Smartphones you give employees for private use are in fact fringe benefits! Use these four tips to calculate it correctly
If there's one question I've seen floating around lately, it's whether or not smartphones, provided to employees for private use, are in fact considered fringe benefits.
Well, if you own or lease them, then the answer is yes, and so you need to make sure you treat them accordingly.
Here are the four tips you need to calculate it correctly...
Use these four tips to calculate the fringe benefit correctly
If you hold the asset under a lease or hiring agreement, you must withhold employees' tax on the amount of the payable rent. For example, this could be data payments to a service provider for a tablet computer.
If the employee is the only one who uses the asset i.e the smartphone, or uses it for the majority of its useful life, then the value of its private use is cost to you. Fully tax the benefit on the date the employee was first allowed to use the smartphone.
If you allow an employee to use an asset which belongs to you in any other situation, tax them 15% per year on either the market value of the asset when they started using it, or the asset's initial cost (whichever is the cheapest).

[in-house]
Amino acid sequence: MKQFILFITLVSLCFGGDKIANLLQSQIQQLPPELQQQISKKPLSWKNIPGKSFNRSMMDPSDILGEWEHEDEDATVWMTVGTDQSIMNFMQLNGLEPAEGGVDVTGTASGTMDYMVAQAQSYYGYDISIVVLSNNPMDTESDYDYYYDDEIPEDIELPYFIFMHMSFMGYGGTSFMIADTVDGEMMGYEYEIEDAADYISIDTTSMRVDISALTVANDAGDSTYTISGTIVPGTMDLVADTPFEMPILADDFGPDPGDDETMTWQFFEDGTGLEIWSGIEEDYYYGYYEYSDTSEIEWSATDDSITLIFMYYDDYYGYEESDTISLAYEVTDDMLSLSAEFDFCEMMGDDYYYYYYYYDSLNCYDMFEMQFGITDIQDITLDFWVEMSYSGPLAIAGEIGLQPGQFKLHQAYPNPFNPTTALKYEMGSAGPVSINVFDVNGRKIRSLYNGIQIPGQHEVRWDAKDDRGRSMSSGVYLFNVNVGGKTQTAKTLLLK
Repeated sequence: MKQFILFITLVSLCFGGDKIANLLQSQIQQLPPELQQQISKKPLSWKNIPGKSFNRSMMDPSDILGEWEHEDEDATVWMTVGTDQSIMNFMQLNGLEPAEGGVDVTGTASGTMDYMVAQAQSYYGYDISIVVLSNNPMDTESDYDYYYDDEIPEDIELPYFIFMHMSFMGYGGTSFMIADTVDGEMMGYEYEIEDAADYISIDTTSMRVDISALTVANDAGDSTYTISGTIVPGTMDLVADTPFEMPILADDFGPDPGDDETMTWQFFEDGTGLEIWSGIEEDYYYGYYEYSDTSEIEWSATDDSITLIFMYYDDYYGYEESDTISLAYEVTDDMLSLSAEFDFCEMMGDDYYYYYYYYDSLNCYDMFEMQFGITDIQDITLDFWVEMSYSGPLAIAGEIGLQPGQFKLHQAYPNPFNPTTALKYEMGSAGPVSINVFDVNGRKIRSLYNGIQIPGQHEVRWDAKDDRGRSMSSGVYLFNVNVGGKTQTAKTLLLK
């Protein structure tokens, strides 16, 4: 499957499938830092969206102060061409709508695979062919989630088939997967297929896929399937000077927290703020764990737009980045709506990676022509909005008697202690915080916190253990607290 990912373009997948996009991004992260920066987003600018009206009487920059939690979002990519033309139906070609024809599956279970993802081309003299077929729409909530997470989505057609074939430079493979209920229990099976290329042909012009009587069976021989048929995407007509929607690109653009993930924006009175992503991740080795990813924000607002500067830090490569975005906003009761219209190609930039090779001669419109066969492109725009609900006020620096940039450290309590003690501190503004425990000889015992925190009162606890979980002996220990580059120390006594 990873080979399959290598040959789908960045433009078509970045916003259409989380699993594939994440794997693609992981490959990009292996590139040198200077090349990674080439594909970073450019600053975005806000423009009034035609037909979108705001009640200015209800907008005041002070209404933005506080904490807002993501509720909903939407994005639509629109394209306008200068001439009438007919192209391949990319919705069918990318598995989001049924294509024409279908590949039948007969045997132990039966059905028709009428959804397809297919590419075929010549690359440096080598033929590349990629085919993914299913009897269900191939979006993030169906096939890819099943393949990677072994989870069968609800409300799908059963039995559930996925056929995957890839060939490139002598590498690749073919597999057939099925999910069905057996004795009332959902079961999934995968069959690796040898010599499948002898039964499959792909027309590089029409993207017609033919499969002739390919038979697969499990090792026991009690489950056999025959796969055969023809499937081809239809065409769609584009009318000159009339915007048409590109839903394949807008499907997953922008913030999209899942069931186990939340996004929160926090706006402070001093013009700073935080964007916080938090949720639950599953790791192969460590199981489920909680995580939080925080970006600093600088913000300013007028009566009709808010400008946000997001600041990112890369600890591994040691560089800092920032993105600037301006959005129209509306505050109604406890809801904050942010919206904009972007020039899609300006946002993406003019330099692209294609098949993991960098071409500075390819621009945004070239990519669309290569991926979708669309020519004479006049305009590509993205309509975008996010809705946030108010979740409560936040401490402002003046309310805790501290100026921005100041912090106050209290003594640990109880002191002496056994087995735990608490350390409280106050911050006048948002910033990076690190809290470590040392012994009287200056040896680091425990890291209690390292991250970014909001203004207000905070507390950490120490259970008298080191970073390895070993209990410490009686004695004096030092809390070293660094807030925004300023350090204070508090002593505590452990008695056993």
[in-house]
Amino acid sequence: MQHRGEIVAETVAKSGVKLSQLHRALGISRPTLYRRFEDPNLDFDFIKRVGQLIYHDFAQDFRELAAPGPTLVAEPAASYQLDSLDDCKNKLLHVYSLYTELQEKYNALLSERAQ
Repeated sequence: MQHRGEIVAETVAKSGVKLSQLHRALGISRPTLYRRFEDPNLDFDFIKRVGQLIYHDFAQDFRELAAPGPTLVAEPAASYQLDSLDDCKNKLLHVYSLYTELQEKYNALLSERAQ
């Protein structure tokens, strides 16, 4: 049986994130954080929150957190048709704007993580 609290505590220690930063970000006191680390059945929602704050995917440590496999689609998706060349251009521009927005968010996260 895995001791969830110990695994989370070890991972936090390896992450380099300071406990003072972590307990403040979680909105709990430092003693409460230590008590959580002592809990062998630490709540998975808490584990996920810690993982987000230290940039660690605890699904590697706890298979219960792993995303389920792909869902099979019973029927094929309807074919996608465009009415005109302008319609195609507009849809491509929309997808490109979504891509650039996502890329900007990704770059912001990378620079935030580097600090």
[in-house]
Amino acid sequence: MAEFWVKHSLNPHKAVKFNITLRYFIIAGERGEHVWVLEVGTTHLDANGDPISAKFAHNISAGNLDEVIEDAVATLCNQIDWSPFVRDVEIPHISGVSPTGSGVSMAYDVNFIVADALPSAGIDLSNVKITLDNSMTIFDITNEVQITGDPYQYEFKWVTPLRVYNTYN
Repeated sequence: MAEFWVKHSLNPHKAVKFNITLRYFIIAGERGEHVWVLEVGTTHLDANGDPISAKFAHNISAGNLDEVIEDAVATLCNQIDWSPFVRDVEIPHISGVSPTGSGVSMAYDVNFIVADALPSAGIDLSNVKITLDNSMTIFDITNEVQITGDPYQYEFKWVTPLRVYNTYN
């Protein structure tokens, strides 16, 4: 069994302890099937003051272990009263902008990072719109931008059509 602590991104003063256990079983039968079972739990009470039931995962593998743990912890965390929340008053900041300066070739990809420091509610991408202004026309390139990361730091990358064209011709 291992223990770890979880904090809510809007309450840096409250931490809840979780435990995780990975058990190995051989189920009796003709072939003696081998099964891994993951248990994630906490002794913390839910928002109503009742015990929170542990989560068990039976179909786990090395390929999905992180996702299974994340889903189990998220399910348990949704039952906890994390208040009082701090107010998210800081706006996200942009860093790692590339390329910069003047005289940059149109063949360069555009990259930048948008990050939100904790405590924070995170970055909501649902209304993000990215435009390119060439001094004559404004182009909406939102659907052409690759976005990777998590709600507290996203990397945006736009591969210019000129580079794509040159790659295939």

For employees' tax purposes, divide up the cash equivalent of the asset over the period of time, during the year of assessment, which the
employee uses the asset. For example, if the employee only used the asset for four months, then divide up the total cash equivalent and spread it over the four months.
*To learn more on calculating fringe benefits correctly, as well as what the five tax-free benefits are here, page over to Chapter F 05
in your Practical Tax Loose Leaf Service
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